Chapter 63 - Adventures in the Far West by Mayne Reid

To Bringiers.

Coachmen of New Orleans possess their full share of intelligence; and the ring of a piece of silver, extra of their fare, is a music well understood by them. They are the witnesses of many a romantic adventure—the necessary confidants of many a love-secret. A hundred yards in front rolled the carriage that had taken Aurore; now turning round corners, now passing among drays laden with huge cotton-bales or hogsheads of sugar—but my driver had fixed his knowing eye upon it, and I had no need to be uneasy.

It passed up the Rue Chartres but a short distance, and then turned into one of the short streets that ran from this at right angles towards the Levee. I fancied for a moment, it was making for the steamboat wharves; but on reaching the corner, I saw that it had stopped about half way down the street. My driver, according to the instructions I had given him, pulled up at the corner, and awaited my further orders. The carriage I had followed was now standing in front of a house; and just as I rounded the corner, I caught a glimpse of several figures crossing the banquette and entering the door. No doubt, all that had ridden in the carriage—Aurore with the rest—had gone inside the house.

Presently a man came out, and handing his fare to the hackney-coachman, turned and went back into the house. The latter, gathering up his reins, gave the whip to his horses, and, wheeling round, came back by the Rue Chartres. As he passed me, I glanced through the open windows of his vehicle. It was empty. She had gone into the house, then.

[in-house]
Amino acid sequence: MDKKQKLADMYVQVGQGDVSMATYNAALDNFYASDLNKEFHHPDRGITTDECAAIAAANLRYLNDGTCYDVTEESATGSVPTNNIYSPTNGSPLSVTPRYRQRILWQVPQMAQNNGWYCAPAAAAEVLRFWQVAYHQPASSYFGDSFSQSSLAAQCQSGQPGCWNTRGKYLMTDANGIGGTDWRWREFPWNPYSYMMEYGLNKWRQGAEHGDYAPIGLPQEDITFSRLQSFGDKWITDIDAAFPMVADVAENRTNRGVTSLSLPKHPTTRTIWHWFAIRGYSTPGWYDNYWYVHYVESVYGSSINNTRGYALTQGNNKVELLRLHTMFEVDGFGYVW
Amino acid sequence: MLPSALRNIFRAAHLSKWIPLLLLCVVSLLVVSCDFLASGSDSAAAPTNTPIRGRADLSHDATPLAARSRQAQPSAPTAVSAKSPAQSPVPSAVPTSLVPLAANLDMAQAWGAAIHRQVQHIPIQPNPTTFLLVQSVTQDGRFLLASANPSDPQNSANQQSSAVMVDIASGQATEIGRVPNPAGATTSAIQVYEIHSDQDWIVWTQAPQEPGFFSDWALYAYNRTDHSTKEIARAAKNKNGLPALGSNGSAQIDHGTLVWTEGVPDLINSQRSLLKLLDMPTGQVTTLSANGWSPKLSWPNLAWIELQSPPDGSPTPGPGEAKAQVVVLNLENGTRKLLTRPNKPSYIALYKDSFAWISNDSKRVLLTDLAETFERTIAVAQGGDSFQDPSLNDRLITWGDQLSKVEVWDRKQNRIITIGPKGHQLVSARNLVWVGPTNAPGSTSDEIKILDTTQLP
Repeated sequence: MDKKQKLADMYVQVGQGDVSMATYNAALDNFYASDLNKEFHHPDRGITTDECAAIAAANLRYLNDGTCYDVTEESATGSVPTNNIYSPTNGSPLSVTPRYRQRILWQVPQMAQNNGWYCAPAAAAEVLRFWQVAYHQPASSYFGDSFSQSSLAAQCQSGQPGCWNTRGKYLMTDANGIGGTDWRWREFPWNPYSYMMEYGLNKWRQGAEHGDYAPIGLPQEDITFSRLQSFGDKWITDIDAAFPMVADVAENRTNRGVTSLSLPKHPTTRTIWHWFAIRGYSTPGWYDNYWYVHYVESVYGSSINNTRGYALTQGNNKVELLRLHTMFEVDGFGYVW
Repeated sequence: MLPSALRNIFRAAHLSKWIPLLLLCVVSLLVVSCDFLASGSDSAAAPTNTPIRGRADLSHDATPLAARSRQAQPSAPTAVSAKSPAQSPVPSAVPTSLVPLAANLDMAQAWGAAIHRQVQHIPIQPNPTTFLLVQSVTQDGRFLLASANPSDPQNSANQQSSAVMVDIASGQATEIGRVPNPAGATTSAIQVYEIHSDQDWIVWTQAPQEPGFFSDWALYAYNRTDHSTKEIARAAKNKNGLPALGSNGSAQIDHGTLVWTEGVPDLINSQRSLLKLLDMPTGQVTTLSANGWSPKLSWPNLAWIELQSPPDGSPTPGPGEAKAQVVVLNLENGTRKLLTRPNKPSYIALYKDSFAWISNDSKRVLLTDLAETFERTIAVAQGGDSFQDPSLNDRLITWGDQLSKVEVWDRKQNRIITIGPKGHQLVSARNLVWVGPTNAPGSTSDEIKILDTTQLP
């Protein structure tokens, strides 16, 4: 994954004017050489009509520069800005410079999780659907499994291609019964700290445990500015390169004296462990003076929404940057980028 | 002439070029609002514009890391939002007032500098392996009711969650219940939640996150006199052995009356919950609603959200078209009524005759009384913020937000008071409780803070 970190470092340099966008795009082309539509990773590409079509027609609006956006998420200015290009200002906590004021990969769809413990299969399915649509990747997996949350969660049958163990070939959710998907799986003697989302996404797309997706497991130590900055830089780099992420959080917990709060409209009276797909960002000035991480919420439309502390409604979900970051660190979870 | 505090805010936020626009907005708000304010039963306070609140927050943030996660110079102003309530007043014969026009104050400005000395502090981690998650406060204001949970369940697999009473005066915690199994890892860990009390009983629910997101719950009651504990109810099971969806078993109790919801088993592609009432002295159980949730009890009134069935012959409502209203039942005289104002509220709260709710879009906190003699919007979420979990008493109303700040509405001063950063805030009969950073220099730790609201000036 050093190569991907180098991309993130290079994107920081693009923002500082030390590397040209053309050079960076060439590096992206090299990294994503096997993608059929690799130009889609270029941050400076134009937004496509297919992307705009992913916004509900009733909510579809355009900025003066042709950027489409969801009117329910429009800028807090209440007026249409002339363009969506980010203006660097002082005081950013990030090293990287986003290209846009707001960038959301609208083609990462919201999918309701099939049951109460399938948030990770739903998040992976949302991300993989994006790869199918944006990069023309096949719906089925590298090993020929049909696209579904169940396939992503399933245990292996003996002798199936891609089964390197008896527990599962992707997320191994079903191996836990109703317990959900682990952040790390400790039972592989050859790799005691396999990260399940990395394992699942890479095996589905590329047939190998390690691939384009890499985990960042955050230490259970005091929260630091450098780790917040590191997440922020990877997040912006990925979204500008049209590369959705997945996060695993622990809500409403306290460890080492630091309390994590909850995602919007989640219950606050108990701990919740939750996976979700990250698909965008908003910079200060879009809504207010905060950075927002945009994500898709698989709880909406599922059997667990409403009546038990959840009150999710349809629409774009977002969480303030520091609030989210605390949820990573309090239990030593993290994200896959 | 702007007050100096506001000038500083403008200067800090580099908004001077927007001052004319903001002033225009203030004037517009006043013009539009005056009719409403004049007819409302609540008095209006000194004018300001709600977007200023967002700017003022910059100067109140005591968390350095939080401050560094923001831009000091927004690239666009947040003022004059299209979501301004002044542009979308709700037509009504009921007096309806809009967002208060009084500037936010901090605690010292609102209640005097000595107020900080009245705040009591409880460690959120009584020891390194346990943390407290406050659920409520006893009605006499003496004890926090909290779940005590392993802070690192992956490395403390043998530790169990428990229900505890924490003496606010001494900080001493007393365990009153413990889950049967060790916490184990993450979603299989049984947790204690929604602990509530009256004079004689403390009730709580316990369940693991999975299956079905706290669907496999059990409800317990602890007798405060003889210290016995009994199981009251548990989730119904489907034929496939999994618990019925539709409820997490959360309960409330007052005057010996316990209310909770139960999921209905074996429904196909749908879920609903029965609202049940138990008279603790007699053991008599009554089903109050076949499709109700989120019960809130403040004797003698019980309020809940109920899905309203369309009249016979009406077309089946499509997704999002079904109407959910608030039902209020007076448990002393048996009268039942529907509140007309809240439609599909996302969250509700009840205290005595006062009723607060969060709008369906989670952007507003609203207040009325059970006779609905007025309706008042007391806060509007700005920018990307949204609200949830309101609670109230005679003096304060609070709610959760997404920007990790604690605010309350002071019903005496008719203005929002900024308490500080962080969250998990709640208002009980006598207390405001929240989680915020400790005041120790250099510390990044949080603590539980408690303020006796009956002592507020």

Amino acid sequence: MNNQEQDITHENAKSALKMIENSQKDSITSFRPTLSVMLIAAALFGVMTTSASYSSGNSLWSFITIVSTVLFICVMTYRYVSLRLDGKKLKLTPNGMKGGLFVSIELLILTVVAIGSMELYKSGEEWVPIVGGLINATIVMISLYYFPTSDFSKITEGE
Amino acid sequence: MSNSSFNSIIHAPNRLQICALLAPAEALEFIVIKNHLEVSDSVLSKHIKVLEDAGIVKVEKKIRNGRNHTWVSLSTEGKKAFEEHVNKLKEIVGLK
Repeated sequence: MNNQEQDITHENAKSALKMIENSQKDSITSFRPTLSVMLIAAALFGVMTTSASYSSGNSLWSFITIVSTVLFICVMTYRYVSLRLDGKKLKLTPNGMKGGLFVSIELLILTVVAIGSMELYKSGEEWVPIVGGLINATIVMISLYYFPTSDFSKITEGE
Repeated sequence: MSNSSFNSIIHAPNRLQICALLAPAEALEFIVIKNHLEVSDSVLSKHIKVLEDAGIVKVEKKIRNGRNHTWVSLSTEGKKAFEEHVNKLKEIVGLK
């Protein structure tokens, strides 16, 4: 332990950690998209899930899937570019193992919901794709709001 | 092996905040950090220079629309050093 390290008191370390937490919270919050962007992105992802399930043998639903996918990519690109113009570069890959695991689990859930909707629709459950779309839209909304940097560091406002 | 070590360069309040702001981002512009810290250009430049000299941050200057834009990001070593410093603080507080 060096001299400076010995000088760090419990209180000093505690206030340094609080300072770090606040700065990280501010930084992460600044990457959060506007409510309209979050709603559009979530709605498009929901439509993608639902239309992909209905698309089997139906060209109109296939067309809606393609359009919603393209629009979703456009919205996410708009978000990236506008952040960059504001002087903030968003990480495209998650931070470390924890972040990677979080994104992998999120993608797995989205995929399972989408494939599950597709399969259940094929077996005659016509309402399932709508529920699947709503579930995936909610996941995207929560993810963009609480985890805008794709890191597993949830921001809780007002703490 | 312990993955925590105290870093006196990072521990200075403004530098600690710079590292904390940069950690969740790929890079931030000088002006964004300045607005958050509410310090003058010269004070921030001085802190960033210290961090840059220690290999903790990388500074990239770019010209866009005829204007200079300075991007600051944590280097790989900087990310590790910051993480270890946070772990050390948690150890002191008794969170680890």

I had no longer any doubt as to where she had been taken. I read on the corner, “Rue Bienville.” The house where the carriage had stopped was the town residence of Monsieur Dominique Gayarre.

I remained for some minutes in the cab, considering what I had best do. Was this to be her future home? or was she only brought here temporarily, to be afterwards taken up to the plantation?

Some thought, or instinct perhaps, whispered me that she was not to remain in the Rue Bienville; but would be carried to the gloomy old mansion at Bringiers. I cannot tell why I thought so. Perhaps it was because I wished it so.

I saw the necessity of watching the house—so that she might not be taken away without my knowing it. Wherever she went I was determined to follow.

Fortunately I was prepared for any journey. The three thousand dollars lent me by D’Hauteville remained intact. With that I could travel to the ends of the earth.